The anomaly of the Stanford experience

Feb. 20, 2019, 1:00 a.m.

As a kid, movies and TV shows really had me fooled with their false portrayals of reality. Nickelodeon’s “Ned’s Declassified School Survival Guide” did not thoroughly prepare me for the cringe-worthy and awkward three years that were my middle school experience. And then Disney Channel depicted high school as this tumultuous balancing act between trying to be an everyday girl while concealing a secret identity as a pop star, a wizard or a psychic (shout out to “Hannah Montana,” “Wizards of Waverly Place” and “That’s So Raven,” respectively).

Even as I grew older, practically every college-focused movie I watched convinced me that I would see frat boys jumping off of roofs every weekend, live in dorm rooms large enough to do flips in, experience wild spring breaks during which the entire school would venture to Miami (or a comparable destination), and I be able to disregard any “work” that I have whenever I want. Eventually, I came to terms with all of those inaccuracies. Middle school sucked. I didn’t lead a double life in high school. And I have yet to find any fictional entertainment that truly portrays the Stanford experience.

But then I started thinking: Perhaps the reason that I can’t seem to find any movies that accurately depict my college experience is because hardly any of my home friends can even relate to my college experience. I’ve done a good job of staying very close to many of my high school friends, so I hear about their lives regularly. And in many ways, their lives at these large state schools differ entirely from mine.

For many of them, the party scene actually does dominate the campus culture. While they’re not necessarily doing keg stands at noon on a Thursday or taking body shots off of strangers at bars, many of them regularly go out four (maybe even five) times during a typical week, and even if they choose not to partake, the option is always there — finals and midterm season included. I know. Shocking.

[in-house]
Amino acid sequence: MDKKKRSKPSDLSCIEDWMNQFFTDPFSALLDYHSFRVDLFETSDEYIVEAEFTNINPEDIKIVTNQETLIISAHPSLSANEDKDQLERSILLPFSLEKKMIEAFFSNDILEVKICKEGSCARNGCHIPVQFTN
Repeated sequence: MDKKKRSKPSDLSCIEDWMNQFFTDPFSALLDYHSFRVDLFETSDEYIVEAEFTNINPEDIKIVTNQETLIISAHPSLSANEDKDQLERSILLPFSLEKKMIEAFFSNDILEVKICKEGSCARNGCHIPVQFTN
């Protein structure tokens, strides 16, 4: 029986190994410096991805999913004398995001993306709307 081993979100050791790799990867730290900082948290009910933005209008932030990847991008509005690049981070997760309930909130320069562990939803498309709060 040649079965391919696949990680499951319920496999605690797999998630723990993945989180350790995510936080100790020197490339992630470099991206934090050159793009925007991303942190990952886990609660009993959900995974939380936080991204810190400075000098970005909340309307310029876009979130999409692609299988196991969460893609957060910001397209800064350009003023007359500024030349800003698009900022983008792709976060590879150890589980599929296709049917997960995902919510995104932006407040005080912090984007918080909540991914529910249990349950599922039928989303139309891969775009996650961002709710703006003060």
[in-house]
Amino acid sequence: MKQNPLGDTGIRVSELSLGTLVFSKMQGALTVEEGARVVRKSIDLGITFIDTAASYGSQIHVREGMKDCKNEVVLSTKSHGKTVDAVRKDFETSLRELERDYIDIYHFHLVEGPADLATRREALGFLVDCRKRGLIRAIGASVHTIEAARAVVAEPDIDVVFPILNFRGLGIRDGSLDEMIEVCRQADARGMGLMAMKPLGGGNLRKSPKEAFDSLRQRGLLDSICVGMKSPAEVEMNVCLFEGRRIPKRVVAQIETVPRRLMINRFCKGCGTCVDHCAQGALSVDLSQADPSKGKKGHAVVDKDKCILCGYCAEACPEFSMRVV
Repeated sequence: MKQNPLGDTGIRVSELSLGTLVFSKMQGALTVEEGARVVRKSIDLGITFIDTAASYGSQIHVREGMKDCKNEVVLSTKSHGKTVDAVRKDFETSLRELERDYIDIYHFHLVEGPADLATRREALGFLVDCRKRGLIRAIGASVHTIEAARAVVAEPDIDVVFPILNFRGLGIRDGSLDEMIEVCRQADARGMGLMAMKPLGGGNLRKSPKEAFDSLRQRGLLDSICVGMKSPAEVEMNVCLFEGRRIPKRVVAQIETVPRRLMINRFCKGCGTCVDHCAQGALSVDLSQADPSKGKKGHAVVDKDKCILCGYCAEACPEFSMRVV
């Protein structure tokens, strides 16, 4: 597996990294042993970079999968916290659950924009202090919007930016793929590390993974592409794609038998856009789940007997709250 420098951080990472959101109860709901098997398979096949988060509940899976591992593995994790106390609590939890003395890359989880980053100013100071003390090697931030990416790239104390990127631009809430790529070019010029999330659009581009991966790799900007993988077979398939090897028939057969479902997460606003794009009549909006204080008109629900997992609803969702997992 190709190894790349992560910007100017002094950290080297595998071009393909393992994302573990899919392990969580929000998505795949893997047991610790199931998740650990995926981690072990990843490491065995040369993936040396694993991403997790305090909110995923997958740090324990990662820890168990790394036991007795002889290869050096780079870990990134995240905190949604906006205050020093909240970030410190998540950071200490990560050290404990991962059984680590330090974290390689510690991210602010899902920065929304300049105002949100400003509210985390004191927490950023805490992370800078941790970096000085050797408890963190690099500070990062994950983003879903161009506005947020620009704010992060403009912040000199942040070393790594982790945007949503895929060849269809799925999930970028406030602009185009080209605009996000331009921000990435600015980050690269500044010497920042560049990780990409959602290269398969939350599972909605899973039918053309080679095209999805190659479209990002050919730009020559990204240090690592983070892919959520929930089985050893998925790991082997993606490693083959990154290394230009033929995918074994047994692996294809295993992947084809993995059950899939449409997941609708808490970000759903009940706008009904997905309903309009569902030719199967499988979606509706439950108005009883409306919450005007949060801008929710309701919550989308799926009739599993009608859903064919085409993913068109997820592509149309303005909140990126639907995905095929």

They also just have more opportunities to meet new people. On a campus of well over 20,000 undergrads, there’s certainly no shortage of potential friendships. Do they take advantage of all of those opportunities? Perhaps not. But I swear that sometimes it feels like I know, know of, or at least have seen every single person here — or, at the very least, every single person in my class.

And I can’t help but occasionally feeling like they’re all just reaching adulthood faster than I am. Most of them are living in real apartments right now. Apartments for which they had to actively search. Apartments for which they were required to sign leases. The only thing I sign at this school is the Honor Code statement before taking an exam. Some of them find it unfathomable that I’m going to be living on campus for all four years. I complain about biking all the way to class; meanwhile, they’re waking up early to make sure they can catch a shuttle. I’ve yet to even set foot on the Marguerite.

College has forced me to grow up, but sometimes I wonder if the Stanford Bubble is inhibiting me from growing up as much as I could. But then again, are my home friends actually growing up any faster than me? I mean, I sure do hear of them eating a lot of instant meals instead of cooking. And if your parents handle the apartment search for you, isn’t it more or less the same as Stanford handling the Draw for me?

In hindsight, maybe hoping to discover psychic abilities as soon as I crossed the threshold into my high school’s auditorium was a tad far-fetched. And maybe Stanford doesn’t match the movies because it hardly even matches other schools. I don’t know if a movie about my real college life would be worth watching or if it would tragically plummet on Rotten Tomatoes, but regardless, I love to live it.


Contact Kassidy Kelley at kckelley ‘at’

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